'This is only the battle, not the war'

Banned former Asian football chief Mohamed Bin Hammam posts Blatter letter on website as stand-in vows to clean up game.

    Bin Hammam, left, chats with Blatter at the AFC Congress in Kuala Lumpur in 2009 [EPA]

    Mohamed Bin Hammam has suggested that his appeal over a life ban from football could turn into "a war" after posting an old letter from FIFA president Sepp Blatter on his website.

    It comes on the day that the acting president of the Asian Football Confederation (AFC) – the post held by Bin Hammam before his suspension and ban – promised to tackle corruption and restore transparency.

    FIFA found Bin Hammam guilty of bribery and banned him for life on Saturday, making him the most senior official convicted of corruption in the governing body's 107-year history.
     
    He denies the charges and plans to appeal, while Zhang Jilong said he would press ahead with restoring the game's credibility in Asia.

    On Sunday, the 62-year-old Bin Hammam posted a letter dated June 2008, in which FIFA boss Sepp Blatter thanks the Qatari for his support during his first 10 years in office.

    Bin Hammam highlights the line "without you, dear Mohamed, none of this would ever have been possible." 

    The former AFC chief signs off Sunday's blog with the words, "This is only the battle, not the war...".
     
    Bin Hammam didn't attend Saturday's hearing by the sport's ethics committee in Zurich, which concluded he did try to buy votes ahead of last month's election.
     
    "The AFC respects...FIFA's decision and we also acknowledge former AFC president Mohamed Bin Hammam's inalienable right to lodge an appeal," Zhang said in a statement.

    Betting scandals

    However, he insisted the AFC would clamp down on the betting and corruption scandals tarnishing the game across the region.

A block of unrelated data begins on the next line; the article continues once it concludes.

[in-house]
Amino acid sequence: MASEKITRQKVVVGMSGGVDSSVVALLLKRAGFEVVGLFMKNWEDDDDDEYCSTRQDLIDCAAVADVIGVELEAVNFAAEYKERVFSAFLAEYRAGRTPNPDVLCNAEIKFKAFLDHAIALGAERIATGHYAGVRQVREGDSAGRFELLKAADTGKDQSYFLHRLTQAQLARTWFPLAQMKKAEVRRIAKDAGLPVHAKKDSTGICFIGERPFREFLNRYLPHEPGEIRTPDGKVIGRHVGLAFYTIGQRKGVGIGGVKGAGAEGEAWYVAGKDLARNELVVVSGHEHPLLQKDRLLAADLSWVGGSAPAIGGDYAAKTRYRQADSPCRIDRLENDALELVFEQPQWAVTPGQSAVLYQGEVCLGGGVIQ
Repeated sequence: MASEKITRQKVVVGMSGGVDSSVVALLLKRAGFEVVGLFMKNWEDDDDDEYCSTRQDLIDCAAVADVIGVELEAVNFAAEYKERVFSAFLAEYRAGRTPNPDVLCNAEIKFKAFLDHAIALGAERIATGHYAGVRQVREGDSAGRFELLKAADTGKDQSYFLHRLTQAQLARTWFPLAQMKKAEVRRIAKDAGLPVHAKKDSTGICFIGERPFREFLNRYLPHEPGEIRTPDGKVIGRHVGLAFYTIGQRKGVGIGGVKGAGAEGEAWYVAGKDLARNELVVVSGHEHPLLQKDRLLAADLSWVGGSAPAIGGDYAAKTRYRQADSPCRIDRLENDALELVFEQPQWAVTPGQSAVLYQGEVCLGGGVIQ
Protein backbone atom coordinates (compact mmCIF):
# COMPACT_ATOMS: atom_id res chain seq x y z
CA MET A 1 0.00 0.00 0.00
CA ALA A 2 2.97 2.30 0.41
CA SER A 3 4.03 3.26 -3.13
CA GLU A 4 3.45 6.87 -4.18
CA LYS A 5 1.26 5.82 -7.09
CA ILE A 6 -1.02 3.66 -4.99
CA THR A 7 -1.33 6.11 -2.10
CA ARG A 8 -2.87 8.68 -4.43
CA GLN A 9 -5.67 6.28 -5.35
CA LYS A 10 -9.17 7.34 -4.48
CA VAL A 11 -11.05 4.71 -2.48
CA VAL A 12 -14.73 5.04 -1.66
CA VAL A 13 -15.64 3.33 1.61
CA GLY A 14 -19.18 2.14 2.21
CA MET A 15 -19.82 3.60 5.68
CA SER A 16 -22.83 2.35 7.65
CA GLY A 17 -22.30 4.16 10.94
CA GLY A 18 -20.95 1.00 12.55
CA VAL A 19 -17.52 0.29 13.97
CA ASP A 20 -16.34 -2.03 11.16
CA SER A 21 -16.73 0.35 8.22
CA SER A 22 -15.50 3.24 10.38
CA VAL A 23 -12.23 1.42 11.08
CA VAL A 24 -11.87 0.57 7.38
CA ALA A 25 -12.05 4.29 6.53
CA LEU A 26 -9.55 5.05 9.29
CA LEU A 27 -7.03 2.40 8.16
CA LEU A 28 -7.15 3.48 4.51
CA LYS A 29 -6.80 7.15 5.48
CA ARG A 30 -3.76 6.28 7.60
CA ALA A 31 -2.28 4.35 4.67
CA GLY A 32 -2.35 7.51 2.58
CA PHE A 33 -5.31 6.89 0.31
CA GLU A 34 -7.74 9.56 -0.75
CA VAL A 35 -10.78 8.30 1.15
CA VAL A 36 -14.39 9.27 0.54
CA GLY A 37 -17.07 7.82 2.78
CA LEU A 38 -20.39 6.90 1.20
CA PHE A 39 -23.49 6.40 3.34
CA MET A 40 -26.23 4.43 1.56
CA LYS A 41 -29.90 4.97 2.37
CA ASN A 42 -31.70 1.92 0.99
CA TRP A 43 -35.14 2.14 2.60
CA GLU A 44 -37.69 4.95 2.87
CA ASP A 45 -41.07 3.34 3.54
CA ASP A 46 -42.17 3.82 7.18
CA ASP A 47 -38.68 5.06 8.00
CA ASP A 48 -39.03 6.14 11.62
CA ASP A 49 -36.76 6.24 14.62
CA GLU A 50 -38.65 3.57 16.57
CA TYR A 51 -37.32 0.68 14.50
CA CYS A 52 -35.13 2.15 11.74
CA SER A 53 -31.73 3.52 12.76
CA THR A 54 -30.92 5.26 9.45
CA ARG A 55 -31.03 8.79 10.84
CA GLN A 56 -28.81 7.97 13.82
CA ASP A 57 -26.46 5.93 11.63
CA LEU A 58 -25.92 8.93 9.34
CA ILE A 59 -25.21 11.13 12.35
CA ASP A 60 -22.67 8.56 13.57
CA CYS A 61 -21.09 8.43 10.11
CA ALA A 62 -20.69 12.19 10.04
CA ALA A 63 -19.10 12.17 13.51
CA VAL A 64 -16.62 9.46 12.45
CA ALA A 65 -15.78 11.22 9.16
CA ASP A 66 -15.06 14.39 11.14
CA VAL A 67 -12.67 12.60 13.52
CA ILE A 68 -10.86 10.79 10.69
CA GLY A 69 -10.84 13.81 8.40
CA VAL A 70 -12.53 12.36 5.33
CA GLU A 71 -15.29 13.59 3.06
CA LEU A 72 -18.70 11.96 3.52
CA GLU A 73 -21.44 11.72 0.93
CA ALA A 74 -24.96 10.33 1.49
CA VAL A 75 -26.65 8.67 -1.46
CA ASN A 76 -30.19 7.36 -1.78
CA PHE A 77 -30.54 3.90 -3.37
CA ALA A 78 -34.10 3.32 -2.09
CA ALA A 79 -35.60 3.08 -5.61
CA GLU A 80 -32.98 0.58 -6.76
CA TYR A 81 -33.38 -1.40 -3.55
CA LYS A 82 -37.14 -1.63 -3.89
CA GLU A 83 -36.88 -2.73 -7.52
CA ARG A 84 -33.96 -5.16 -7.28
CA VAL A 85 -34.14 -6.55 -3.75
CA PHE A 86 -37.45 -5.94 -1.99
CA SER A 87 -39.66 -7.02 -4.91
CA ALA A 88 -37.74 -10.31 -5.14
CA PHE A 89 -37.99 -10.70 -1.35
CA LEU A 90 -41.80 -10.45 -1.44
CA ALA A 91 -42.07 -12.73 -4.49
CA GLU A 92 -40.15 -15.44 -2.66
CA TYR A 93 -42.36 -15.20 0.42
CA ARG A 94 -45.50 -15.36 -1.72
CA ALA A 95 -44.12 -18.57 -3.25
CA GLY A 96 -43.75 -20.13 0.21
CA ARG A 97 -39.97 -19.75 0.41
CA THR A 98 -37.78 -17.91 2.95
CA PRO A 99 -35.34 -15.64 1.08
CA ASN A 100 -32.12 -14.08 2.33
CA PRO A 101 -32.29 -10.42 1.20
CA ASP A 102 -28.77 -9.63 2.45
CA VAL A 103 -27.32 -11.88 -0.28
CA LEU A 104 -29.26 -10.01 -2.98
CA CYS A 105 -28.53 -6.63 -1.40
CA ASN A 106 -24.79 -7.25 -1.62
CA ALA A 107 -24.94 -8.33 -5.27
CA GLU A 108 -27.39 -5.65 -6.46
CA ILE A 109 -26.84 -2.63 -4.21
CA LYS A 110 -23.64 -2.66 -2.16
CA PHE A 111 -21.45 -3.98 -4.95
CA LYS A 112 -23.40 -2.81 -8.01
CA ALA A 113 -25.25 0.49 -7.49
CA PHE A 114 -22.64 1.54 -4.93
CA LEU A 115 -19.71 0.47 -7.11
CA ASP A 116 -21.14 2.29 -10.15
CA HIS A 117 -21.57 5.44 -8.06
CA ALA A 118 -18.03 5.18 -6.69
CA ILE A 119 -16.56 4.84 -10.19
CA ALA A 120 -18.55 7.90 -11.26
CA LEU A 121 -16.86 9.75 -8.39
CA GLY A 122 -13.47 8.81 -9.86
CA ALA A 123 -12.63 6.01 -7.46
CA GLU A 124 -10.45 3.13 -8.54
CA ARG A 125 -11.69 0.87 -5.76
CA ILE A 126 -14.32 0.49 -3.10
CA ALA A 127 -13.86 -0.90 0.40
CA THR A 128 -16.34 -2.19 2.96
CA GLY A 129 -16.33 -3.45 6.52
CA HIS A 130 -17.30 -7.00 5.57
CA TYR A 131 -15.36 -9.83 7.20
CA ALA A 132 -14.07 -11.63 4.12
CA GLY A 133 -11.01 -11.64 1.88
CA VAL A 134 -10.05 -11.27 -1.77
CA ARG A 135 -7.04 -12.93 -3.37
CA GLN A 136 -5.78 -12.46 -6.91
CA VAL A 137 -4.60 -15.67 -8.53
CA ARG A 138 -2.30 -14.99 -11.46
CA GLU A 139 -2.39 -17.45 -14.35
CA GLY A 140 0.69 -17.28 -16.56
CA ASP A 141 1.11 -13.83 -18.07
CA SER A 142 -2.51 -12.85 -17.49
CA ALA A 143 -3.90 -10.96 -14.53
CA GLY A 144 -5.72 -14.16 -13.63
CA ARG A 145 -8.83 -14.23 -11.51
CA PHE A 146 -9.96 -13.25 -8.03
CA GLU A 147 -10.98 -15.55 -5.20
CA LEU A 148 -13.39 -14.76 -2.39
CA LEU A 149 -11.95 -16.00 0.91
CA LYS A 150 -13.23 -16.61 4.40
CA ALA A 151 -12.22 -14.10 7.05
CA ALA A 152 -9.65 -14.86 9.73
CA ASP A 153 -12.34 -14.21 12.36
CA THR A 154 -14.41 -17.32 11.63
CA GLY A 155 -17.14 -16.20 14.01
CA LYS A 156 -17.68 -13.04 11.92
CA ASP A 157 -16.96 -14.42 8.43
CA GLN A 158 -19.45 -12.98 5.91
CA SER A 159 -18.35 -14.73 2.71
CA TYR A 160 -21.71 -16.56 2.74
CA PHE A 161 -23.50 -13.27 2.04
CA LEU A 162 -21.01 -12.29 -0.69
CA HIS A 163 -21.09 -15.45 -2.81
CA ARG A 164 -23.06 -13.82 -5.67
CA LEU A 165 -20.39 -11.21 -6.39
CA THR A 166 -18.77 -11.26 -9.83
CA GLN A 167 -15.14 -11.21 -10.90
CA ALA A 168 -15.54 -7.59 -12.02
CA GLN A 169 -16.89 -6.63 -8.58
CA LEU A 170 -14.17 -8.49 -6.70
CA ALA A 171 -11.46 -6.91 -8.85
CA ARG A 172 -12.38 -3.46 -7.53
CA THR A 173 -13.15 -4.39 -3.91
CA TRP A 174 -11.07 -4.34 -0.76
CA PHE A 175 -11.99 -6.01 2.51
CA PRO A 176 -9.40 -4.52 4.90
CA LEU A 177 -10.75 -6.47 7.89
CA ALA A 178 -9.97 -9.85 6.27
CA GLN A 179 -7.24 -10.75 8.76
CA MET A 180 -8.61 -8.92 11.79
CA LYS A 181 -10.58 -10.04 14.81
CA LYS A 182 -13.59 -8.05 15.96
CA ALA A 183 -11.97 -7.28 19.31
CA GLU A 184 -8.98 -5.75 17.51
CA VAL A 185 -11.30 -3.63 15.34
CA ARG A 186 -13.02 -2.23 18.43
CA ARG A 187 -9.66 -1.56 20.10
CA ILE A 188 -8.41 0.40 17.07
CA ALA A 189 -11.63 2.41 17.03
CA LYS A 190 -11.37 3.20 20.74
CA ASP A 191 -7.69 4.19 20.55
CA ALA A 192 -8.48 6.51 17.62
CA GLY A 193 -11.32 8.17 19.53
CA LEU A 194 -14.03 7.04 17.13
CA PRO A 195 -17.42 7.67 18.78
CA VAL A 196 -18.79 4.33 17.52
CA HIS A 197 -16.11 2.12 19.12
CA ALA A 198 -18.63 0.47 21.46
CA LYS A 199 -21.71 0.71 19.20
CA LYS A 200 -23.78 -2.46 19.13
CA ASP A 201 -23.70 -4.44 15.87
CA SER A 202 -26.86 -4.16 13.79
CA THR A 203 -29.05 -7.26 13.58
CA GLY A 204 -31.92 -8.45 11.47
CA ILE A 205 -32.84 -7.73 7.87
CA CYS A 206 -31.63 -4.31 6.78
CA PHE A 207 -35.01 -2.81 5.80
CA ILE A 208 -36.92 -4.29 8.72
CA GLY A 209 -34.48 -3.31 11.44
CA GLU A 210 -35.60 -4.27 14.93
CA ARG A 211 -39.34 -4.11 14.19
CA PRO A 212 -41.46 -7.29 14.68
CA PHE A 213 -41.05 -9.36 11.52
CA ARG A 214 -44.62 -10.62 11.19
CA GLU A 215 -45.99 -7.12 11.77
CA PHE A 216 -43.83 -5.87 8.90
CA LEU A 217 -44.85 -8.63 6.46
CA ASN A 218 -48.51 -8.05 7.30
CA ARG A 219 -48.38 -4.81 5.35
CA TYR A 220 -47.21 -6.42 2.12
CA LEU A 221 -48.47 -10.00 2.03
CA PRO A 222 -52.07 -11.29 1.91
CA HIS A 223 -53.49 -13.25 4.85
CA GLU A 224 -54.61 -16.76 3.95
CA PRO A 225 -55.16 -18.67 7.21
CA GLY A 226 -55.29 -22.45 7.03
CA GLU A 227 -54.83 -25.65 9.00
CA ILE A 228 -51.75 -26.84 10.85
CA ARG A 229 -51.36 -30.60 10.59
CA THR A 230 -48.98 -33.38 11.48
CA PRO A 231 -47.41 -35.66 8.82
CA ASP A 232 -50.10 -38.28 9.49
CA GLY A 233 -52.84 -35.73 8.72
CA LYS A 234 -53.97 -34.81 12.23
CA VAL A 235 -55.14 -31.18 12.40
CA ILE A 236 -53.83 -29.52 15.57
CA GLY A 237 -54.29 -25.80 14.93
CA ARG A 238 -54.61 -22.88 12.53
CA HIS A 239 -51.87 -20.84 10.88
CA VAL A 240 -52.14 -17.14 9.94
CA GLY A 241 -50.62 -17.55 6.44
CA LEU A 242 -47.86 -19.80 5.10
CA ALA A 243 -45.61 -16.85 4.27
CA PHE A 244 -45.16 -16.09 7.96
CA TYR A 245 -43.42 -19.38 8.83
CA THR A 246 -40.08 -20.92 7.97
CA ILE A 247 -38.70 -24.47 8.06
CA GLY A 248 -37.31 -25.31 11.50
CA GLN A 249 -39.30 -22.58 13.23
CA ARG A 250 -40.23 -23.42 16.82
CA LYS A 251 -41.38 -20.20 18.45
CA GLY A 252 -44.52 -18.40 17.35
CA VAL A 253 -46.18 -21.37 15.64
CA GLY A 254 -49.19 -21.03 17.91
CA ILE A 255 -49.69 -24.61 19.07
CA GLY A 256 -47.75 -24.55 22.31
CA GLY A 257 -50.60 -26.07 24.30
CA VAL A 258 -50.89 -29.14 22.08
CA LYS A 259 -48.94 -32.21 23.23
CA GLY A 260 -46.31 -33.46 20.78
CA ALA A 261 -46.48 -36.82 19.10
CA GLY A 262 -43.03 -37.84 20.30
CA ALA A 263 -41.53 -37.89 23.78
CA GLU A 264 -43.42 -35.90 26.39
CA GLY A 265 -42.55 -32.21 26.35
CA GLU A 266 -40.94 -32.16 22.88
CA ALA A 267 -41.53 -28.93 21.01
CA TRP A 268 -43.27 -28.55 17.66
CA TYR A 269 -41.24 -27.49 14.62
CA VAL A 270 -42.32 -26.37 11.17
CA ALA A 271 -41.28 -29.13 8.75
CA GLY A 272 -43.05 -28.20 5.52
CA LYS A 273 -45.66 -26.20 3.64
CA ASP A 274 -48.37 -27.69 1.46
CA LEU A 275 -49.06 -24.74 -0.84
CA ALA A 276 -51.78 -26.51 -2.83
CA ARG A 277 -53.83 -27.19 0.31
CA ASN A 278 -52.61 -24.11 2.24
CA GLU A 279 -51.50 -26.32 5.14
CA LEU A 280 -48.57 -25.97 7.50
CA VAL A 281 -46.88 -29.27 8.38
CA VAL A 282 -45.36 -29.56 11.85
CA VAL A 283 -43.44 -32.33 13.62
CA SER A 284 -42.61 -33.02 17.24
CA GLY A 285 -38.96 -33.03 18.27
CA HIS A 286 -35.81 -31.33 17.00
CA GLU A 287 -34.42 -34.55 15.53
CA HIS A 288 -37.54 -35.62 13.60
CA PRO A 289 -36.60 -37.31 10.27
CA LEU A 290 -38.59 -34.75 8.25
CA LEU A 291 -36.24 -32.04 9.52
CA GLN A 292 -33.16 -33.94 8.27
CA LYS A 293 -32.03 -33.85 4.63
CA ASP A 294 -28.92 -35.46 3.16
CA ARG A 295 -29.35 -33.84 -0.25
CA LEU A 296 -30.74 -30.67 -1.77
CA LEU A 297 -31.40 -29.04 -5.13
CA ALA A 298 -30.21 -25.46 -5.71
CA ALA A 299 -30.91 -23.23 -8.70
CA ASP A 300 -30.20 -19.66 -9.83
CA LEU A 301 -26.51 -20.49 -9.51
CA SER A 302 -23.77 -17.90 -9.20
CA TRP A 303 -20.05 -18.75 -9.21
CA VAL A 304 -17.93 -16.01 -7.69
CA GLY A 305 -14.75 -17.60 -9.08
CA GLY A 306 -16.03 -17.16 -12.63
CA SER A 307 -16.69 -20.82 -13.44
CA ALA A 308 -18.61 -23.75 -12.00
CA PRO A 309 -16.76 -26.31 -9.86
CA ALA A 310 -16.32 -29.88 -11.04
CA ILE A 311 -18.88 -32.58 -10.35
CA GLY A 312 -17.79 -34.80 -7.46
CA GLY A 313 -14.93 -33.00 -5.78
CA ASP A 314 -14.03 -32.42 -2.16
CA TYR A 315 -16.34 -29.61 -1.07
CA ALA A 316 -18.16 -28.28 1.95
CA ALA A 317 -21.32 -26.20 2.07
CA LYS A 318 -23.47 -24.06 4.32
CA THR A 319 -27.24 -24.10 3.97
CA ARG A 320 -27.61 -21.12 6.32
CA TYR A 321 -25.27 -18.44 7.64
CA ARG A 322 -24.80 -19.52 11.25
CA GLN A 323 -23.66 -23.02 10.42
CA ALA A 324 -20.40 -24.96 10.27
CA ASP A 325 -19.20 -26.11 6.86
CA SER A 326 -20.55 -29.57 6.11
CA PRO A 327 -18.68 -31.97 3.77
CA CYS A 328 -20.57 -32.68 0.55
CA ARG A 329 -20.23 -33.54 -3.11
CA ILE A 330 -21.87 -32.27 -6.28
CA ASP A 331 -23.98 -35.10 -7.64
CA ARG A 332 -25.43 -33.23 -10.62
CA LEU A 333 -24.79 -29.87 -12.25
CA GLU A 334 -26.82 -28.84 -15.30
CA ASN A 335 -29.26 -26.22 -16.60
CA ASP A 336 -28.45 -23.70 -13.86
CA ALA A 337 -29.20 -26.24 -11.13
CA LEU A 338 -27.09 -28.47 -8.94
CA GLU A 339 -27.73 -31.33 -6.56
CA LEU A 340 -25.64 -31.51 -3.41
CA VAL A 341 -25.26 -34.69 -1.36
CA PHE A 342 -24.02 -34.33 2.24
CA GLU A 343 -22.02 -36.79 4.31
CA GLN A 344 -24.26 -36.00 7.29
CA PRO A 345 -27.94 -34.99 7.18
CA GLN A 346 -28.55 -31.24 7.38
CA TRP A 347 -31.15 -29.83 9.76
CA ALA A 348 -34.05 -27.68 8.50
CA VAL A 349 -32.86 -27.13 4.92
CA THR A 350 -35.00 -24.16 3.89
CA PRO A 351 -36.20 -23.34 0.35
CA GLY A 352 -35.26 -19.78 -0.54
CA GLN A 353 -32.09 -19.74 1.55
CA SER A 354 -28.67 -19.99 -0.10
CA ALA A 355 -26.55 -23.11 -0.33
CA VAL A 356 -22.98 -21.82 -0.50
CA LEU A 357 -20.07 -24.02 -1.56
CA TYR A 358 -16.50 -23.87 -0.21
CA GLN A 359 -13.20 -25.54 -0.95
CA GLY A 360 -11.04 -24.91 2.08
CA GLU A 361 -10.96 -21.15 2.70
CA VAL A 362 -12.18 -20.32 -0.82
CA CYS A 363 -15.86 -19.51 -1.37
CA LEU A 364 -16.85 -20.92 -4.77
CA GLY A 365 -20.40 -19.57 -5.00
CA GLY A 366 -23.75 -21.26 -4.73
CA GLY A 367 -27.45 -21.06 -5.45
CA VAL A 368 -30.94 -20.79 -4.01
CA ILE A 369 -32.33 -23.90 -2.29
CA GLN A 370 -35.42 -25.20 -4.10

"This is a difficult period for us because Asian football is currently facing multiple challenges, the biggest of which is match-fixing," he said.

    "I, in my capacity as the acting AFC President, am aware of the urgent need to provide a strong leadership that will work closely with the Member Associations towards creating a climate of trust and confidence," he added, setting out his manifesto.

    "During my provisional presidency, I promise that the AFC will govern the continent's football affairs in complete transparency, fairness and harmony.

    "The best of Asian football is yet to come and AFC will work tirelessly towards ensuring that the collective interests of the great sport we love will prevail in our continent.”

    Bin Hammam, who has been on FIFA's executive committee since 1996, was found guilty of attempting to buy the votes of Caribbean Football Union (CFU) officials ahead of the FIFA presidential election on June 1.

    The AFC chief since 2002, Bin Hammam, pulled out of the race at the end of May and was suspended by FIFA, leaving Blatter to be re-elected unopposed for a fourth term.

    Former Asian Football Confederation general secretary Peter Velappan welcomed the life ban handed to Bin Hammam.

    "Justice is done and it's good for FIFA and good for football," Velappan, a long-time critic of bin Hammam, told the Associated Press news agency from Malaysia.

    "I hope FIFA will continue this relentless effort to also bring the other rogues in the FIFA executive committee to account."

    Velappan, who served as AFC general secretary from 1978-2007, wants to see a review of the voting procedures that saw the 2022 World Cup awarded to
    Qatar.

    "All this comes as a package - the presidential election and the World Cup," he said.

    The Qatar bid has denied any wrong-doing, amid corruption claims made by a former employee that were retracted this month.

    SOURCE: Al Jazeera and agencies


    YOU MIGHT ALSO LIKE

    The woman who cleans up after 'lonely deaths' in Japan

    The woman who cleans up after 'lonely deaths' in Japan

    When somebody dies lonely and alone, Miyu Kojima steps in to clean their home and organise the mementos of their life.

    Putin and the 'triumph of Christianity' in Russia

    Putin and the 'triumph of Christianity' in Russia

    The rise of the Orthodox Church in Russia appears unstoppable, write filmmakers Glen Ellis and Viktoryia Kolchyna who went to investigate the close ties between the church and Putin.

    The chill effect: Is India's media running scared?

    The chill effect: Is India's media running scared?

    Much of India's media spurns a scoop about the son of PM Modi's right-hand man. Plus, NFL as platform for race politics.